Give the gift of adventure with a Gulf Coast Divers Cash Card!

Load it with any amount and give it as a Gift Card or use it yourself as your scuba shopping card.  Our Adventure Gift cards were a popular stocking stuffer at Christmas, but y’all came up with another use that we didn’t anticipate.  Divers are buying Adventure Cards and reloading them each payday as a way to save towards a new piece of equipment.  “If I keep the cash, I’ll spend it and regret it.  If I put my extra dollars on my gift card, then it is like I am saving towards my scuba system,”  explained Mike.  Great idea, dude.

The Adventure cards can be used to purchase new gear, training, a dive trip, anything…it is like cash. We know how hard it is to buy for a diver, why not make it easy and let them choose what they want? Or encourage friends and family to come and contribute to your Adventure Card rather than buy you a pair of socks that you are going to return to Target anyway.

Christmas, birthdays, anniversary, Valentine’s Day, President’s Day, Arbor Day, Just Because Day…any event is a good time to ask for dive gear.



New divers are surprised to learn that diving along the gulf coast takes place year round, not just during the heat of the summer. Believe it or not, the beaches don’t close in the winter, the Gulf of Mexico still has water in it when all the leaves have fallen from the trees and there are a lot of dedicated divers getting wet all winter.

If you want to keep diving in the winter months, but are not one of the fortunate few who can slip off to some warm and exotic location while the rest of us sit around watching our breath freeze in the air, read on and learn the basics of winter diving on the gulf coast.

So just what are the alternatives for winter diving and what can you expect for conditions? Obviously colder temperatures, both in the water and out, but not so cold that you can’t go diving. That doesn’t mean you have to gear up for an arctic expedition. Back in December we published a blog article about the importance of staying warm which provided many suggestions for dealing with winter temperatures.

Water temperatures in the gulf are a little cooler than what you are used to in the summer months. You can expect water in the low-mid 60’s at times.  Also, most of the high tides during winter months, fall at night. This is great news for the spearos that target flounder.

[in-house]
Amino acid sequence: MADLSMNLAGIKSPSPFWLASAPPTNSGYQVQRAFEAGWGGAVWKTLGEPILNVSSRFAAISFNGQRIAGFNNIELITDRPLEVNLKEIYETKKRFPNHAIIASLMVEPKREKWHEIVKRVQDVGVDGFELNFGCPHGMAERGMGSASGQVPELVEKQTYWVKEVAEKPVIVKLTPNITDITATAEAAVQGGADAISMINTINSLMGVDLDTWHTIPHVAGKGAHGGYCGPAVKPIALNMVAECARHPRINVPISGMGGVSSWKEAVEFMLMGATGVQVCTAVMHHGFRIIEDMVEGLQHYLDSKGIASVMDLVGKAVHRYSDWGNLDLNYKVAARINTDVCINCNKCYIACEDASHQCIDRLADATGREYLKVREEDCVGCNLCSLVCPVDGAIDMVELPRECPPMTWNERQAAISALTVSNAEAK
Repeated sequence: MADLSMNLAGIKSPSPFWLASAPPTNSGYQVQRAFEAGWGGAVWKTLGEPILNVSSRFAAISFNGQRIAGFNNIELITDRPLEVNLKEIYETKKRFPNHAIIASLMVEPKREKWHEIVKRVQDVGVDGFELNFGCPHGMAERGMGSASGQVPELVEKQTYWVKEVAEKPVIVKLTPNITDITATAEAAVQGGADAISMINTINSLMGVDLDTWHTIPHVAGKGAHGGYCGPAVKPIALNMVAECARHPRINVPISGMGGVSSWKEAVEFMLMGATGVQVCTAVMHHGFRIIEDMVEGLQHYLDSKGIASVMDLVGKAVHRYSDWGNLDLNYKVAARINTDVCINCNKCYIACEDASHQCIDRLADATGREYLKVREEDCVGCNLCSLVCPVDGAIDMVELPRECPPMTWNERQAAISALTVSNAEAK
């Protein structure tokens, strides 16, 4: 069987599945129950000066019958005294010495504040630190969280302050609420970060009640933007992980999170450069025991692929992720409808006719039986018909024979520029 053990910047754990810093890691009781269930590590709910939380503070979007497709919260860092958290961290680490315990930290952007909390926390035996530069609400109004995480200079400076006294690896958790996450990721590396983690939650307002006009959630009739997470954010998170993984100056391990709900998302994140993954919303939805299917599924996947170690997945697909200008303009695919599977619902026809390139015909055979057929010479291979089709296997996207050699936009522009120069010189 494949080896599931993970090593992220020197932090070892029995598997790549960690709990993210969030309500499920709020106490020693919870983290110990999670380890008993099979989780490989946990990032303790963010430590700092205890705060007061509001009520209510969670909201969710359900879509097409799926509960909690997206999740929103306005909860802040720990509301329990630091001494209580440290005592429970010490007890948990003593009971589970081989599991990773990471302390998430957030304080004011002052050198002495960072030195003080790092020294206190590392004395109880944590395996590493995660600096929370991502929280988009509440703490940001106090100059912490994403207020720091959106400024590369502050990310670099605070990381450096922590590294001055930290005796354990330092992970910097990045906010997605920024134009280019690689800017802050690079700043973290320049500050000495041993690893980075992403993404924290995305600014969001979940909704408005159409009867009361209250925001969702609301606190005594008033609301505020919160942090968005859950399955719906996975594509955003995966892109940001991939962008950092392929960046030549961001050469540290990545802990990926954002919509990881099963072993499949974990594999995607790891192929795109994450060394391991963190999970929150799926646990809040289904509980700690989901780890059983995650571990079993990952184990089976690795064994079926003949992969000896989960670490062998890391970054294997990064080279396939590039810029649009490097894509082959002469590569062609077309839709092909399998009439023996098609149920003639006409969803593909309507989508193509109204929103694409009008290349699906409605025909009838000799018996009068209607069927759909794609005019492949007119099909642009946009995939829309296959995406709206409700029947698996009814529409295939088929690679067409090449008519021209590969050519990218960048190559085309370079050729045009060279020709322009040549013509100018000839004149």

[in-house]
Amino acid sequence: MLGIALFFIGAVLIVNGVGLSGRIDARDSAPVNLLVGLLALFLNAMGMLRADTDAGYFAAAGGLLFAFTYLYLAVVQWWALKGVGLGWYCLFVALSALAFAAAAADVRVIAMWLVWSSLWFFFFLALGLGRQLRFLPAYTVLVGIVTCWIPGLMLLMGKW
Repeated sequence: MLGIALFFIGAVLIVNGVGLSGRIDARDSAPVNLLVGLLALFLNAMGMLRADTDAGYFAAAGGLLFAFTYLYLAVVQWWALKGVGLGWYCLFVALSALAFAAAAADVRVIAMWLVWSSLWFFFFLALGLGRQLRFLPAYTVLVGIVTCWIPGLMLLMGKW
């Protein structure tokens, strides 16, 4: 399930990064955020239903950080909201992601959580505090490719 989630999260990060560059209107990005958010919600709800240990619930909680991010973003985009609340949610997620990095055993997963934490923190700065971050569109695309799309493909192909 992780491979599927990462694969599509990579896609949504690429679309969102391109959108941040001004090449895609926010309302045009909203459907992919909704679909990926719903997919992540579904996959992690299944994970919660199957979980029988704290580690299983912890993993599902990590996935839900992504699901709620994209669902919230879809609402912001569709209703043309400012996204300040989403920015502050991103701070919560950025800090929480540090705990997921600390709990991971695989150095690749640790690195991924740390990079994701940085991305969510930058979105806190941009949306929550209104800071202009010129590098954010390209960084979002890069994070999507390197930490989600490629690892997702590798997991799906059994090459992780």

These tidal differences are not as much  a consideration offshore but they will affect beach dives like Perdido Pass, Fort Pickens, Destin Jetties and St. Andrews Park.  We have some of the lowest tides of the year during winter months and the strong north winds can make for especially low tides.

The local springs are virtually unaffected by winter temperatures. In other words springs water temperatures stay the same year round. The same 68 degrees that seemed cold and maybe a little forbidding in the summer is now warm and toasty.

One big consideration, just as important as staying warm during the dive, is keeping warm before the dive and getting warm between dives.  Bundle up and stay warm before you get in the water and certainly bundle up between dives. Bring a thermos of hot tea or coffee to warm you from the inside and stay out of the wind.  A misconception with inexperienced winter divers, is they will stay warm if they keep their wetsuit on between dives.  You will only make this mistake once!  The water evaporating off the suit is taking heat with it, chilling you very fast.  You will stay much warmer by getting out of your suit and dressing in warm clothes.  The more common method is to peel your wetsuit top off, dry off, and put on a jacket. Many divers exit the water, quickly peel their wetsuit off and climb back in their vehicle for a toasty, warm surface interval.

Recently my phoned chimed, announcing a text message from a dive buddy headed to the Pass for a night dive. Sorry I couldn’t make it Joe, too many work and family commitments, but it reminded me, many people are getting wet this winter and you should too.  Call Gulf Coast Divers at (251) 342-2970 to learn more about winter diving.




To minimize mold and algae build-up, rinse your mask with fresh water after each dive and allow it to dry completely before storing.  Store your mask in a hard case to protect it from dirt, abrasives, trauma during transport and roaches.  Yes, roaches…not only does the thought of bugs crawling in my mask give me the whillies, but roaches will nibble on the silicone skirt.  You need to pre-clean new masks with a mild abrasive to remove the silicone leeched from the mask skirt and other factory residues on the lens.  We’ve found Soft Scrub to be the best pre-cleaner, but toothpaste or some of the commercial mask scrubs will work, too.

Drysuit seals

With exposure to sunlight, saltwater, and chlorine, synthetic gaskets degrade over time.  This degradation is due to the loss of structural oils called plasticizers.  Proper care should include treating the latex with Seal Saver and inspecting all seals prior to use.  Minor repairs can be made with Aquaseal but require careful preparation, treatment and drying time.  Drysuit seal replacement is a critical repair and should be left to a professional suit technician.  If a seal completely fails then the suit will flood which can lead to a dangerous situation.


Regular cleaning and lubrication helps zippers last the lifetime of the gear.  Dirt, sand and salt deposits are harmful to zippers and can cause them to jam and corrode requiring expensive replacement.  Use Zip Care to clean and pre-treat zippers and Zip Tech to lubricate and protect watertight zippers.  Whether on a wetsuit, drysuit, booties or gear bag, the zipper is the most abused component.